Since the 1940s, the federally assisted National School Lunch Program — regulated and administered by the U.S. Department of Agriculture — has been helping to ensure that children from low-income households have a balanced and healthy meal during the school day.
Students in families of four that have a household income of up to $29,055 are eligible for free meals. Children in four-member households earning up to $41,348 annually qualify for reduced-price lunches.
Sullivan, who has worked in the school district for 14 years, said the number of students who qualify for subsidized lunches has risen dramatically in the past few years.
The rising number of students eligible for the discounted lunch program does not affect local school budgets because the federal program reimburses the cost of each meal. In New York, the state goes a step further by covering the difference to offer reduced-price lunches at 25 cents as opposed to the 40-cent rate found in most states. In Saratoga Springs, the regular cost of an elementary school lunch is $2.50.
“There’s no downside to us having more students in the program,” Sullivan explained. “Hopefully, now more students will be eating the meals we’re providing and doing better in the classroom. It benefits all parties.”
Saratoga County remains well-off compared to many other parts of the country. U.S. Census data shows the 2009 median household income in the county was $66,634, compared to the national median household income of $50,221. Census data also shows that 6.3 percent of people in Saratoga County live in poverty, versus 14.3 percent in the United States and 14.2 percent in New York state.
Despite this, the local school district’s free and reduced-cost school lunch program numbers mirror the national trend.
In an analysis of data from the Department of Agriculture, the New York Times recently reported that the number of students receiving free or reduced-cost lunches rose to 21 million during the last academic year, a 17 percent increase from 18 million in the 2006-2007 school year.
At the end of the Saratoga Springs City School District’s 2006-2007 academic year, there were 1,155 students enrolled in the program. By May 2011, 1,347 students qualified — a 16 percent increase over a five-year period.
“I’ve noticed it. We have a lot more kids this year than before,” Greenfield Elementary School Cook Manager Judi Martone said. “The economy is really, really bad, and it shows.”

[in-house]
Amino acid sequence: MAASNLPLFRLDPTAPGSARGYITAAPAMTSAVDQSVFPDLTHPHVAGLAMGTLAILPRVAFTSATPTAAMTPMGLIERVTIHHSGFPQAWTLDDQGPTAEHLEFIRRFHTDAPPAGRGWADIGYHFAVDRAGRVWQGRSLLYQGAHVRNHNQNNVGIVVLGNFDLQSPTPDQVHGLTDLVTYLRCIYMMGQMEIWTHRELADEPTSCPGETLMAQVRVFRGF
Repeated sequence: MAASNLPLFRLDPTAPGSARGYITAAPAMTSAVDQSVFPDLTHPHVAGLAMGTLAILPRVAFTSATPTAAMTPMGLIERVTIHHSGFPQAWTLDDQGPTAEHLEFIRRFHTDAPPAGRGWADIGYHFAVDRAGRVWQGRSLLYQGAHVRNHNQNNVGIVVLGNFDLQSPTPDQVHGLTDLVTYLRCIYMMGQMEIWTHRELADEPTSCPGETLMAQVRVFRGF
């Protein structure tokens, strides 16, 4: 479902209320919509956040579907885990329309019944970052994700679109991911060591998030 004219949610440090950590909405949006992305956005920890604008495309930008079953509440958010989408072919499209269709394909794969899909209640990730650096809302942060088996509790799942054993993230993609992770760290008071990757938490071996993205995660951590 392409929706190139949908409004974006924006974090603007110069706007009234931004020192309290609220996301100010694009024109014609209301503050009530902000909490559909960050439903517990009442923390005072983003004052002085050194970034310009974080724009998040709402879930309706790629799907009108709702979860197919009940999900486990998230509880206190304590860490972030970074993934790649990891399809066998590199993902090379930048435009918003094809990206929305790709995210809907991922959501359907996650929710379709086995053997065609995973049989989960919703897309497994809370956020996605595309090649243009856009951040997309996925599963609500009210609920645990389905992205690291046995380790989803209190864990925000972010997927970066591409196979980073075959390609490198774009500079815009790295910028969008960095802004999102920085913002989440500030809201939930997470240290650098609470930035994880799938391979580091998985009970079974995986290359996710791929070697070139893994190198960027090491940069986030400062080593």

However, the troubled economy might not be the only reason the number of families participating in the free and reduced-cost lunch program has increased.
“I think part of it may have to do with the fact that the state now allows us to receive information on people whom they call ‘directly certified,’ ” Sullivan said.
Direct certification refers to a process conducted by state and local education agencies to allow children to receive free school meals without a household application, a requirement of the 2004 Child Nutrition and WIC Reauthorization Act, which has been phased in across the country. This is the first year the Saratoga Springs City School District has received the information this way.
“New York state now sends us an electronic file of people who receive particular state benefits such as food stamps, who automatically qualify for the free and reduced-cost lunch program, rather than each family having to send a letter to me,” Sullivan said.
Because the system is still in its trial year, families can still opt to mail in a form, but in the future, direct certification will automatically register children for the school lunch program. Updated information will be sent to the district three times per year.
“It makes it easier on the family. There can be confusion sometimes if they have to send the letter in,” Sullivan said. “It benefits the family and helps us provide benefits to people who should be getting those benefits, but maybe haven’t been in the past.”
Although the fact that more students are now enrolled in the subsidized meal program might represent a growing financial need in the community, it could also have a positive side by providing more children good nutrition they might not have access to otherwise.
“If kids pack a lunch from home, they’re usually getting non-nutritious food because non-nutritious food is cheap. They get Twinkies and other junk,” Martone said while taking homemade corn bread out of the oven at Greenfield Elementary School. “This is the best lunch they can get, and good nutrition is what’s going to help them settle down and learn in the classroom.”